A Sumter native who spent the second part of her professional career helping state prisoners learn from their mistakes and improve their lives behind bars passed away last week.
Sandra Shivers Goodman was "instrumental" in creating and leading …
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Sandra Shivers Goodman was "instrumental" in creating and leading the Better Living Incentive Community at Lee Correctional Institution in Bishopville. BLIC residents, as they don't call themselves inmates, have to apply, are accepted and can stay in the program, which has separate living and communal quarters than the rest of the maximum-security prison for violent offenders, based on good behavior.
"She ran that program at Lee," South Carolina Department of Corrections Director Bryan Stirling said Wednesday.
Goodman, who was born on Dec. 22, 1964, to Raymond and Eva Shivers, died on Wednesday, July 11, at Palmetto Health Tuomey. Her obituary that ran in Sunday's paper said, "she will be truly missed by all those she worked with faithfully until the time of her sickness." Stirling did not address how she died, but he ended a tweet mourning her loss with a #curecancer hashtag.
Goodman graduated from Sumter High School in 1983 and worked for Bosch for a decade before beginning her career at Lee Correctional.
Stirling said he has been to "a lot of funerals" through his time at the Department of Corrections but that Goodman's funeral, which was on Monday, was striking.
"It was comforting to see the number of men and women in uniform that showed up to be there for each other and her family," he said. "She always greeted me with a hug and a smile. She never seemed to have a bad day.
"She really cared about the men there that were trying to do better. She knew they made mistakes in their past, but she really cared for them and tried to help them do better."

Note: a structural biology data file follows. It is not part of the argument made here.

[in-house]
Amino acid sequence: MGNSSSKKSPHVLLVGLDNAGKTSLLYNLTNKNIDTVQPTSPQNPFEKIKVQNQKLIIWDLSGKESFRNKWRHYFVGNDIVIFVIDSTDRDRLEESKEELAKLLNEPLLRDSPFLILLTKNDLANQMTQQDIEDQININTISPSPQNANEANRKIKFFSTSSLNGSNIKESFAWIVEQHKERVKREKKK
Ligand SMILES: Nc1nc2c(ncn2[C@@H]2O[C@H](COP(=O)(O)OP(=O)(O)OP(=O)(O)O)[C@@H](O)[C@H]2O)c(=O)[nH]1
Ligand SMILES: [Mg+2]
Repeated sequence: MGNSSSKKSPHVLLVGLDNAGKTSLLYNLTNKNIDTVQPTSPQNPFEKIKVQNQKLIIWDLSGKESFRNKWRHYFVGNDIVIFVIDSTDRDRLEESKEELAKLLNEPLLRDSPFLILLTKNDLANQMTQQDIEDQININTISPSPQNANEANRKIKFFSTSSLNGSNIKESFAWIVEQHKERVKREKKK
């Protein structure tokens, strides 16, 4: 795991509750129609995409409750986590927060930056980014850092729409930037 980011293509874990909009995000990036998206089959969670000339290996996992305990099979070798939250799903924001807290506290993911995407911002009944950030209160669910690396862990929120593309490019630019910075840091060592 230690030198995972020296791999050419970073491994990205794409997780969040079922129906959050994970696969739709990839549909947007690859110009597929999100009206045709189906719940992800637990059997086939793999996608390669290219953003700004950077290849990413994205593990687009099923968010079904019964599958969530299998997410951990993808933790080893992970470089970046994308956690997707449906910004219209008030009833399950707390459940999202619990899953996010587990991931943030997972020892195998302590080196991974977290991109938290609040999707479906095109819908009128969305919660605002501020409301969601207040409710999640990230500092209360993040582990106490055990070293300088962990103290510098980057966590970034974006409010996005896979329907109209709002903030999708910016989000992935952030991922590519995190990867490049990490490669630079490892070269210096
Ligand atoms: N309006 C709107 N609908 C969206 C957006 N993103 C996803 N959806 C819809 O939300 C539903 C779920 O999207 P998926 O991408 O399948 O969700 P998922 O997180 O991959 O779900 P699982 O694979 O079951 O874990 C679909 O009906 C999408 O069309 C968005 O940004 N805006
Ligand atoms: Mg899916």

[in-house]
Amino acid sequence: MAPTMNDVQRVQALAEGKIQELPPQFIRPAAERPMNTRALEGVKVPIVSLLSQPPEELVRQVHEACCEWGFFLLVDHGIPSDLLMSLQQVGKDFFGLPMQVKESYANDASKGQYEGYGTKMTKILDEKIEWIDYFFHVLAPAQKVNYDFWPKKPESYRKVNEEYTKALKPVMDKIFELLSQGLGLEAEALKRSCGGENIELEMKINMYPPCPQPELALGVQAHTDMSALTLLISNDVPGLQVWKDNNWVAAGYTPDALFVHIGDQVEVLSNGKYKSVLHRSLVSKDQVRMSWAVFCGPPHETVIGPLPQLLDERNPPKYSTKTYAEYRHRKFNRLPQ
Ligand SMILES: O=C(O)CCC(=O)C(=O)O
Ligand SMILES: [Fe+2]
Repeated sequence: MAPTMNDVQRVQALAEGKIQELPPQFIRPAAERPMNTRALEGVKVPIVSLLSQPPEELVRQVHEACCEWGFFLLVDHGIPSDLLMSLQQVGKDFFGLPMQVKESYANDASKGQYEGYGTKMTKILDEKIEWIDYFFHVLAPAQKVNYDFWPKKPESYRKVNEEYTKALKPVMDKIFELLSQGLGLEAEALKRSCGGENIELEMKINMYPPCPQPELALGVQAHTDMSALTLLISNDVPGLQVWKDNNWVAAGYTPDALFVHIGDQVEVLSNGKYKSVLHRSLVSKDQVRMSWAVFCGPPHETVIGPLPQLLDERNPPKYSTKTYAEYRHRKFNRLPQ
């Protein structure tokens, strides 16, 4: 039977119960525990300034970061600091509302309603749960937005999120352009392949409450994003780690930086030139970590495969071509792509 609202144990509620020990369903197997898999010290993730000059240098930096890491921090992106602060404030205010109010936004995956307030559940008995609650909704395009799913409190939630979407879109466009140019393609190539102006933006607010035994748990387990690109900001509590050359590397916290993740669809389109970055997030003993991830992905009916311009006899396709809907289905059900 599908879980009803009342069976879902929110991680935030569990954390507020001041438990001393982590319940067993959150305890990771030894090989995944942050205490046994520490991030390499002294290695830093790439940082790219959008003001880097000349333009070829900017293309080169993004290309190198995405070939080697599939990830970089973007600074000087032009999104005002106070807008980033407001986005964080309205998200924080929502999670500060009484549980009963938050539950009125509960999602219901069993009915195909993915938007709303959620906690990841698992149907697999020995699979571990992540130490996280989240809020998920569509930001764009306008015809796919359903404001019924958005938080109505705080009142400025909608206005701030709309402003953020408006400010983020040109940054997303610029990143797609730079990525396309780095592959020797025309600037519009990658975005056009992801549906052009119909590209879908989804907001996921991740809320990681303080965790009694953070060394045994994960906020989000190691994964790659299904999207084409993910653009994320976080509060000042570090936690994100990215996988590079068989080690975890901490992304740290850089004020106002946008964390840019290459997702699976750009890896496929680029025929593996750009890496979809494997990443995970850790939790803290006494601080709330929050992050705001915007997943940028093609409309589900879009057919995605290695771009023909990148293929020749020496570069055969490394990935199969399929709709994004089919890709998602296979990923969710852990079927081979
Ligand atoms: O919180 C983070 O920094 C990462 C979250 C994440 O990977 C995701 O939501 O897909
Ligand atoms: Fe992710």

Stirling described Goodman as a strong, professional caring person who was "very well-respected" by both her co-workers and the inmates she was around daily - she was a "ray of sunshine."
"She knew everything that was going on in that unit and could answer specific questions," he said. "She was the definition of a corrections professional."
He said when he visited the prison and the BLIC unit, where the residents take part in programs such as beekeeping and musical theater with Carnegie Hall musicians, the men who were incarcerated and living in that unit respected her.
"They knew she was there to do her job but to also make sure they did better for themselves," he said. "It's a strength to make sure that things are done properly but a compassion to make sure that people are getting what they need."
Goodman was a member of Salem Missionary Baptist Church, and she also spent time with her husband at Asbury United Methodist Church, according to her obituary.
She leaves behind her parents, husband, a daughter, two sons, a brother, a special niece, her mother-in-law and other nieces, nephews, in-laws, relatives and friends.
"She's gonna really be missed by the folks at Lee, both those that work there and those that are incarcerated," Stirling said. "And I'm gonna miss her."
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